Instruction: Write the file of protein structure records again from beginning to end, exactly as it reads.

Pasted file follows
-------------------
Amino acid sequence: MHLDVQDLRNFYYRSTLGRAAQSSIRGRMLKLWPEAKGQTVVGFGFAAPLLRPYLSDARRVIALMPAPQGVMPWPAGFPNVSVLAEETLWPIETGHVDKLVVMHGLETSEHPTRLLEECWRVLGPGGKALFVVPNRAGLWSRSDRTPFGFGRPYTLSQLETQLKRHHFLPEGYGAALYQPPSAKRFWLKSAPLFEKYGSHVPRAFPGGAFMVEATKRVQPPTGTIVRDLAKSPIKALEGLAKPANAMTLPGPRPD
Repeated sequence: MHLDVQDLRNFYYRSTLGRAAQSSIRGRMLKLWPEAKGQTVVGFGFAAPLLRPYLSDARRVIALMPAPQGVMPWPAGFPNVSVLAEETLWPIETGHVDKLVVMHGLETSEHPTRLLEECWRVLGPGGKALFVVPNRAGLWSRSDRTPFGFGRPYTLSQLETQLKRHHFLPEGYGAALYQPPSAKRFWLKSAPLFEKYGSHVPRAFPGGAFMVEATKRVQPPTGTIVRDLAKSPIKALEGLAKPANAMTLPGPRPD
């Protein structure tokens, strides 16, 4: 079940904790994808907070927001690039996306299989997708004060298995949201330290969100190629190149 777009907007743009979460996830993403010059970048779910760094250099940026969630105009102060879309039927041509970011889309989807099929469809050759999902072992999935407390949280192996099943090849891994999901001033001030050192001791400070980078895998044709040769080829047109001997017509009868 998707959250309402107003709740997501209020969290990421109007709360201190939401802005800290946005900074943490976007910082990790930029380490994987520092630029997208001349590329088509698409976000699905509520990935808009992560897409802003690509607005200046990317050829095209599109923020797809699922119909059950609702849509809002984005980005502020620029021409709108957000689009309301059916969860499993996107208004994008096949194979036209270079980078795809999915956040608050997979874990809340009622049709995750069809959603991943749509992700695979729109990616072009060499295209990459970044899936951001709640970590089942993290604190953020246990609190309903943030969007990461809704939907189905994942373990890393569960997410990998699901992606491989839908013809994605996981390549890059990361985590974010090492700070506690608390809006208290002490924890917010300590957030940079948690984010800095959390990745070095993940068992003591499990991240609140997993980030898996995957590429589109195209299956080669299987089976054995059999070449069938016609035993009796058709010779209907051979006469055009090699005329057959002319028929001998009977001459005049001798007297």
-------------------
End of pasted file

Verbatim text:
Amino acid sequence: MHLDVQDLRNFYYRSTLGRAAQSSIRGRMLKLWPEAKGQTVVGFGFAAPLLRPYLSDARRVIALMPAPQGVMPWPAGFPNVSVLAEETLWPIETGHVDKLVVMHGLETSEHPTRLLEECWRVLGPGGKALFVVPNRAGLWSRSDRTPFGFGRPYTLSQLETQLKRHHFLPEGYGAALYQPPSAKRFWLKSAPLFEKYGSHVPRAFPGGAFMVEATKRVQPPTGTIVRDLAKSPIKALEGLAKPANAMTLPGPRPD
Repeated sequence: MHLDVQDLRNFYYRSTLGRAAQSSIRGRMLKLWPEAKGQTVVGFGFAAPLLRPYLSDARRVIALMPAPQGVMPWPAGFPNVSVLAEETLWPIETGHVDKLVVMHGLETSEHPTRLLEECWRVLGPGGKALFVVPNRAGLWSRSDRTPFGFGRPYTLSQLETQLKRHHFLPEGYGAALYQPPSAKRFWLKSAPLFEKYGSHVPRAFPGGAFMVEATKRVQPPTGTIVRDLAKSPIKALEGLAKPANAMTLPGPRPD
């Protein structure tokens, strides 16, 4: 079940904790994808907070927001690039996306299989997708004060298995949201330290969100190629190149 777009907007743009979460996830993403010059970048779910760094250099940026969630105009102060879309039927041509970011889309989807099929469809050759999902072992999935407390949280192996099943090849891994999901001033001030050192001791400070980078895998044709040769080829047109001997017509009868 998707959250309402107003709740997501209020969290990421109007709360201190939401802005800290946005900074943490976007910082990790930029380490994987520092630029997208001349590329088509698409976000699905509520990935808009992560897409802003690509607005200046990317050829095209599109923020797809699922119909059950609702849509809002984005980005502020620029021409709108957000689009309301059916969860499993996107208004994008096949194979036209270079980078795809999915956040608050997979874990809340009622049709995750069809959603991943749509992700695979729109990616072009060499295209990459970044899936951001709640970590089942993290604190953020246990609190309903943030969007990461809704939907189905994942373990890393569960997410990998699901992606491989839908013809994605996981390549890059990361985590974010090492700070506690608390809006208290002490924890917010300590957030940079948690984010800095959390990745070095993940068992003591499990991240609140997993980030898996995957590429589109195209299956080669299987089976054995059999070449069938016609035993009796058709010779209907051979006469055009090699005329057959002319028929001998009977001459005049001798007297």